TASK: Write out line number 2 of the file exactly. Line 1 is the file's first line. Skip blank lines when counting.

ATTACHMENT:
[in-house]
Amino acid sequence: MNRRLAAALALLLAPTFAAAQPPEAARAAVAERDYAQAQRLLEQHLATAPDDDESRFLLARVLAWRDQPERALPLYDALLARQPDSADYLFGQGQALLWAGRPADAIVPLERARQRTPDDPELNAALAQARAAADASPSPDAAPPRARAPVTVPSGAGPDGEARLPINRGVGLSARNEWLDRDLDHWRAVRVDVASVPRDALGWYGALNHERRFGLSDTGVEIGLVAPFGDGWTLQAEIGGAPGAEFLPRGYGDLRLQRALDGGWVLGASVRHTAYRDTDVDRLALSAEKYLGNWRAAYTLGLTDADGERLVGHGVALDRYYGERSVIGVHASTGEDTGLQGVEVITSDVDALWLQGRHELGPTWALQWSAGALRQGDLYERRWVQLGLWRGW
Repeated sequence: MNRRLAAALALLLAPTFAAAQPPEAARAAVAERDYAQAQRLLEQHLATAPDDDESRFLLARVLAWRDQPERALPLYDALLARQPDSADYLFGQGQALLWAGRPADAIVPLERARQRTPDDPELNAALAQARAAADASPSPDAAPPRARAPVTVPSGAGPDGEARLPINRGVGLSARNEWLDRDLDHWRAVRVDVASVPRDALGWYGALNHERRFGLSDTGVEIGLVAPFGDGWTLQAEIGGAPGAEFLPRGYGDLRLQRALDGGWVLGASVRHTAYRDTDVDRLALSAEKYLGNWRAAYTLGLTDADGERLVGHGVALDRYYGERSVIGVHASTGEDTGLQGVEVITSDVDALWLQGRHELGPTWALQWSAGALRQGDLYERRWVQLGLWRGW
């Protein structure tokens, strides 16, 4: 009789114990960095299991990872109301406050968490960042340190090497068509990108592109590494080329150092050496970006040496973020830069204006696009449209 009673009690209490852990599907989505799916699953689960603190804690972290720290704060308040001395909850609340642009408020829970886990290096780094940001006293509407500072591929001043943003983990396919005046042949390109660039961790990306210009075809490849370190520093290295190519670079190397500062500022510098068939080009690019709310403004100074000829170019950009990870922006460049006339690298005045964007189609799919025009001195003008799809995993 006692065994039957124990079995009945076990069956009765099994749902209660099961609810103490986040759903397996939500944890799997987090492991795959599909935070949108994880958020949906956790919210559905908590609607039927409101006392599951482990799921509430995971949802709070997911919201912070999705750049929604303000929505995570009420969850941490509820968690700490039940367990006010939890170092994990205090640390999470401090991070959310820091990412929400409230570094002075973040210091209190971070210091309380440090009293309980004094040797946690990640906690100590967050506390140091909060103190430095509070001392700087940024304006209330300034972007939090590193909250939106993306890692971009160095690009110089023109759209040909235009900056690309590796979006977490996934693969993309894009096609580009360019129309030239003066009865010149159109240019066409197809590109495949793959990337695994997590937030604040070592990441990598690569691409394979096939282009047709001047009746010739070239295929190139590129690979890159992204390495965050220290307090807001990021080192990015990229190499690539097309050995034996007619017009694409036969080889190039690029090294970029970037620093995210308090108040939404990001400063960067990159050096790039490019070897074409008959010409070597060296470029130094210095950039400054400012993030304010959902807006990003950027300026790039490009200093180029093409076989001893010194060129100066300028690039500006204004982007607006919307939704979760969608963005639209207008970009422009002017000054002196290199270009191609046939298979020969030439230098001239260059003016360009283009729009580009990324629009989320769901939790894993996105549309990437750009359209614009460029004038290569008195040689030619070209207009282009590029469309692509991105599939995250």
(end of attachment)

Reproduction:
Amino acid sequence: MNRRLAAALALLLAPTFAAAQPPEAARAAVAERDYAQAQRLLEQHLATAPDDDESRFLLARVLAWRDQPERALPLYDALLARQPDSADYLFGQGQALLWAGRPADAIVPLERARQRTPDDPELNAALAQARAAADASPSPDAAPPRARAPVTVPSGAGPDGEARLPINRGVGLSARNEWLDRDLDHWRAVRVDVASVPRDALGWYGALNHERRFGLSDTGVEIGLVAPFGDGWTLQAEIGGAPGAEFLPRGYGDLRLQRALDGGWVLGASVRHTAYRDTDVDRLALSAEKYLGNWRAAYTLGLTDADGERLVGHGVALDRYYGERSVIGVHASTGEDTGLQGVEVITSDVDALWLQGRHELGPTWALQWSAGALRQGDLYERRWVQLGLWRGW